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- Pandemics And Emergency Access To Patented Technology In Canada
Canada’s COVID-19 Emergency Response Act came into force on March 25, 2020. Perhaps overlooked amongst emergency relief, health care and financial effects is Part 12 of the Act which makes changes to the Patent Act. Why should the general public care about this? I’m glad you asked....
- COVID-19 and Annual Shareholder Meetings: Update
Canadian public companies typically look to their federal or provincial governing statutes for timeline requirements regarding their annual general meeting (AGM). Generally, business corporation legislation requires an AGM to be held within 15 months of the last preceding AGM. Certain legislation, such as the Canada Business Corporations Act (CBCA), also imposes a requirement that an AGM be held within six months of the corporation's financial year-end. Companies listed on the Toronto Stock Exchange (TSX) are also required to hold an AGM within six months of the company's financial year-end. Due to a number of issues arising from the ongoing COVID-19 pandemic, including social distancing requirements, corporate regulators have issued statements that may affect typical regulatory and statutory requirements surrounding timing of an issuer's AGM, depending on an issuer's jurisdiction of incorporation.
- Business Interruption Claims Due to COVID-19
As a result of COVID-19, countless businesses have been forced to temporarily shut their doors or change the way they operate significantly. As a direct result, many businesses have lost and continue to lose income. More and more businesses will be looking to their insurers for the answer.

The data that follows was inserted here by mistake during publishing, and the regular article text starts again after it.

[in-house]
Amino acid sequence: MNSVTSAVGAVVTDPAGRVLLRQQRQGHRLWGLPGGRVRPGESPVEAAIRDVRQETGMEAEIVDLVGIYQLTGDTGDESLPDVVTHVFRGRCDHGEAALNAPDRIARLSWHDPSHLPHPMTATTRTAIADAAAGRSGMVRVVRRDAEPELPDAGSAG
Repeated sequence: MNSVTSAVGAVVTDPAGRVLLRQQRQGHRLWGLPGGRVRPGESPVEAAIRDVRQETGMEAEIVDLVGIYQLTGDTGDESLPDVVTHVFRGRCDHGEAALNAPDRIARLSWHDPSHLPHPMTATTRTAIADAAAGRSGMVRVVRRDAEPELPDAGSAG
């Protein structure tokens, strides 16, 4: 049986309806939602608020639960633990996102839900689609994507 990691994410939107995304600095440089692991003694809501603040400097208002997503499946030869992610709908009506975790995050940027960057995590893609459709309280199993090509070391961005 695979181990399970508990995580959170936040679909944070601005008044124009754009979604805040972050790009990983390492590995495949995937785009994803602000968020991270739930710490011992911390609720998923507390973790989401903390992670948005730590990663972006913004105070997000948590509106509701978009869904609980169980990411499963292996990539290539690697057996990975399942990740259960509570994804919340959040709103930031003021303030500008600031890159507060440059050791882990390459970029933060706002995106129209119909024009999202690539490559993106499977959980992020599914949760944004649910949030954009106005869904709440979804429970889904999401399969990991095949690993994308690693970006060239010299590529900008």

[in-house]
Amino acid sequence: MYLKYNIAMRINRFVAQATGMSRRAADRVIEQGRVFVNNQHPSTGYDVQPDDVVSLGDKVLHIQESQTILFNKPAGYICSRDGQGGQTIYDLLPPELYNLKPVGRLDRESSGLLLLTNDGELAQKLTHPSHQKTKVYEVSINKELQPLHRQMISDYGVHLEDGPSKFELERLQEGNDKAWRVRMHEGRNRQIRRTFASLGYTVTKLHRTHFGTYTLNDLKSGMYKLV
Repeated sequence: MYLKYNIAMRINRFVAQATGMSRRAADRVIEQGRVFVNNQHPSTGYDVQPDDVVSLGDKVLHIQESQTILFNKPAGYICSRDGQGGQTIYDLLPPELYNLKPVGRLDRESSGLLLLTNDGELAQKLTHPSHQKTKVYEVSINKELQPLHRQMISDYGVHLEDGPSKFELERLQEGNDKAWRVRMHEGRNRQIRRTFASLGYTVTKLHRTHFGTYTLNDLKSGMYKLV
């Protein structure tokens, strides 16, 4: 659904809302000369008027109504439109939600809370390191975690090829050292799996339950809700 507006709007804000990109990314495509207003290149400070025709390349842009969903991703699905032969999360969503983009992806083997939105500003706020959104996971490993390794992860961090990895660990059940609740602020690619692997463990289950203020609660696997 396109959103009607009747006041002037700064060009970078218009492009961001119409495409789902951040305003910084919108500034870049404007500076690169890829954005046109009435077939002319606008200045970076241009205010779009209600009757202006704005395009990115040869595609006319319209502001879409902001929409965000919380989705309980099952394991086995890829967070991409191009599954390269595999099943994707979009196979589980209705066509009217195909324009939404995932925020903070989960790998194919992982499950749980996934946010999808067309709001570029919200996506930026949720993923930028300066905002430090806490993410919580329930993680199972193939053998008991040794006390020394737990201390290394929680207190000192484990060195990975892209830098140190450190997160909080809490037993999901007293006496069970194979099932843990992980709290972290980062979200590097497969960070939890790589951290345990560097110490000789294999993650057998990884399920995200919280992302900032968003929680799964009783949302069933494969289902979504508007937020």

- B.C.'s Use of Extraordinary Powers and the Implications on Businesses in the Supply Chain
On March 26, 2020, British Columbia Minister of Public Safety and Solicitor General, Mike Farnworth, issued the Local Authorities and Essential Goods and Supplies (COVID-19) Order pursuant to powers granted to him under the Emergency Program Act. The Order marks an unprecedented use of B.C.'s extraordinary powers to respond to COVID-19 pandemic, enabling greater governmental control over the supply chain of "essential goods and supplies", including on the distribution, transportation, and storage of such goods.
- Canada Emergency Wage Subsidy for Employers Impacted by COVID-19
Previously, the federal government announced a wage subsidy of up to 10 percent for small businesses, up to a maximum of $1,375 per worker and $25,000 per employer. On Friday, March 27, 2020, the federal government announced that the wage subsidy is being increased to 75 percent, with additional details to be released by April 1.
- COVID-19: The Essential Need-to-Know Guide for Employers and Employees